Why is Strategic Associated with Planning not Action?
Something jumped out at me as I was thinking about strategy. Around the
world, I find it repeatably to be more of a planning process than an actual
work-out process. That’s a shame. In my mind that means most of the
effect of strategy is lost.
That may be true for you or the organization you work for as well.
The overwhelming preference for planning versus action when it
comes to strategy is true when you look at searches on Google. There’s
over 35 times the number of searches for “strategic planning” as there are
for strategic execution, or strategic follow through or any similar terms.
It’s also evident in language. We don’t seem to have a commonly used
term for following through on strategy in a fashion that’s equivalent
with the well used term “strategic planning”.
If you’re like me, you tend to think of the following associations when it
comes to the concept of strategic:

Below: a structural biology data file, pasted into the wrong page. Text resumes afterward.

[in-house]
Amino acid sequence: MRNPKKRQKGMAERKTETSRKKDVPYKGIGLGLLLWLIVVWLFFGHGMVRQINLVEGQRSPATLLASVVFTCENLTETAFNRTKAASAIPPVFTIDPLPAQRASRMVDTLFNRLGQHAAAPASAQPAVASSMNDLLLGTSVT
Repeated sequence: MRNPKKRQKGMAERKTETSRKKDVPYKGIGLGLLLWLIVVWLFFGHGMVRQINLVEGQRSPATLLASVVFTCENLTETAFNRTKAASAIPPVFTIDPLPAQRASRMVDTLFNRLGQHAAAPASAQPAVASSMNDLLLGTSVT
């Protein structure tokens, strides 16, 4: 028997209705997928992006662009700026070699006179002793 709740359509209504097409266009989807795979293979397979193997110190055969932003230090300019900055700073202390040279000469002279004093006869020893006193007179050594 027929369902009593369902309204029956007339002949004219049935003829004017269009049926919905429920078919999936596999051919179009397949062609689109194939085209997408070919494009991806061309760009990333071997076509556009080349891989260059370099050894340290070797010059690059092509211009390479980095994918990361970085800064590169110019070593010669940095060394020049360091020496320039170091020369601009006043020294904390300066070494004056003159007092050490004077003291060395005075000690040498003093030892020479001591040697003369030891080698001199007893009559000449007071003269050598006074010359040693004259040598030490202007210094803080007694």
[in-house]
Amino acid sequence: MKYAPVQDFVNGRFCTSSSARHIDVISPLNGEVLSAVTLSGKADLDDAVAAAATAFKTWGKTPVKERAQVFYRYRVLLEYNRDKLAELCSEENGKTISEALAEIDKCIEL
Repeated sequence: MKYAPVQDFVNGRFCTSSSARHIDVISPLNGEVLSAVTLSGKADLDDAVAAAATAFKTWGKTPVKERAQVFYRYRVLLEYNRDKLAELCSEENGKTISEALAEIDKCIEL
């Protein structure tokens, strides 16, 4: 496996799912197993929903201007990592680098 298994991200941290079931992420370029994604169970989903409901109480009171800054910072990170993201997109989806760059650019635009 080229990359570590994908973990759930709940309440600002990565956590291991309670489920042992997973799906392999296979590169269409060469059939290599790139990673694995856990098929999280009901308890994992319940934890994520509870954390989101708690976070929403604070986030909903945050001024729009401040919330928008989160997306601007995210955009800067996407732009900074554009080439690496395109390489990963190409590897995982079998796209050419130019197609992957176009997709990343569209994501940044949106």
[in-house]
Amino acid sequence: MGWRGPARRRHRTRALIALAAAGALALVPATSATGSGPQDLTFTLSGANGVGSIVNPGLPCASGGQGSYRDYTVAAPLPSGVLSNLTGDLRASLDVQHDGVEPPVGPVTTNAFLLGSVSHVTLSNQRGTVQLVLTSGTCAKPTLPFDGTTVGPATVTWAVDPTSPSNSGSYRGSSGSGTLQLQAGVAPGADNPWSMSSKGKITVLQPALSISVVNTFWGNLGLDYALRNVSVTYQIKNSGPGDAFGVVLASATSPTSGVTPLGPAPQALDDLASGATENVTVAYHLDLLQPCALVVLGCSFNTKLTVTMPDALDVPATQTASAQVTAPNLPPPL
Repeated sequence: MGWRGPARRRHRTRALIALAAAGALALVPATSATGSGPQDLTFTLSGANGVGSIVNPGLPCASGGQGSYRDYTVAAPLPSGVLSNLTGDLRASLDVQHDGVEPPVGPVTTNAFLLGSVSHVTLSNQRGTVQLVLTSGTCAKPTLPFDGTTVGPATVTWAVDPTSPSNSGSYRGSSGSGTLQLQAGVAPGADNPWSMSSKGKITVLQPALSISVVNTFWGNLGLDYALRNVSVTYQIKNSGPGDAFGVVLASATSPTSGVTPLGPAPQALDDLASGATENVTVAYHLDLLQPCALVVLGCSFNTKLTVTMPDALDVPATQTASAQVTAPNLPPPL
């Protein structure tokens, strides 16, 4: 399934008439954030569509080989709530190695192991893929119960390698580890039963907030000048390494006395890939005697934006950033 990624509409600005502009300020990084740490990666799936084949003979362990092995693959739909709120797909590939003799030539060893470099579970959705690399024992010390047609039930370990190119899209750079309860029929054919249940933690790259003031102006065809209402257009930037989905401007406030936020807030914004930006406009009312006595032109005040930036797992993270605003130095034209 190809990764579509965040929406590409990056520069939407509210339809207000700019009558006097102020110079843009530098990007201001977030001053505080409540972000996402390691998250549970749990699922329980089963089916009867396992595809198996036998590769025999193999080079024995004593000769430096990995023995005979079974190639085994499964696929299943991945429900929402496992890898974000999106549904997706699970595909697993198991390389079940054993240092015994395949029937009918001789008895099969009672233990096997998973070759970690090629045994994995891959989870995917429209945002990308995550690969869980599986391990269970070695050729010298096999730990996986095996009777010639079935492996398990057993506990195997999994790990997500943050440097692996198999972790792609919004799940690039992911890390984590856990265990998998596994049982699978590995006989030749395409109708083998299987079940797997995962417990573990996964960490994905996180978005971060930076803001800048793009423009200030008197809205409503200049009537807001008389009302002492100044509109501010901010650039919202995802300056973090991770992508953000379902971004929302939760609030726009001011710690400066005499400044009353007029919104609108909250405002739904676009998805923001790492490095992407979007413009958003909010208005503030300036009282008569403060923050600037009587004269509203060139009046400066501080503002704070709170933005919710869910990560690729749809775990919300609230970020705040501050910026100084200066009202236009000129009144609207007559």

1. Meetings and off-site… not action
2. Something you do once a year… not every month or every day
3. Consultants and management team… not front line staff
Why such a big disconnect? Why is strategic associated with planning,
Maybe it’s because strategic plans get lost in translation (see my next blog).
Maybe it’s because strategic planning get’s approached from the perspective
of defining over-arching concepts and world views, not something practical,
something that will be implemented, reviewed and measured next month.
Maybe strategic planning does exactly what it is intended to do. Help everyone
participating or requesting such a plan (report) feel better. Part of the feel
better seems to come from the experience or belief that everyone is operating
from the same page, the same priorities… going forward.
Perhaps an even larger driver for the comfort strategic planning and the lack
of time spent on follow-through has to do with what happens when the
comfort level goes up. You know, you feel comfortable, because you’ve
done “something about it.” Sort of like when we feel better about say getting
in shape because we bought new running shoes,
not because we’ve actually started running regularly.
Strategic Planning is presently largely disconnected from actual, trackable
follow-through. It’s disconnected in our behavior at work and it’s disconnected
in our language and in our expectations or mental constructs.
Let me know if you find it to be the same where you work and what you’ve
found works best in bridging the gap.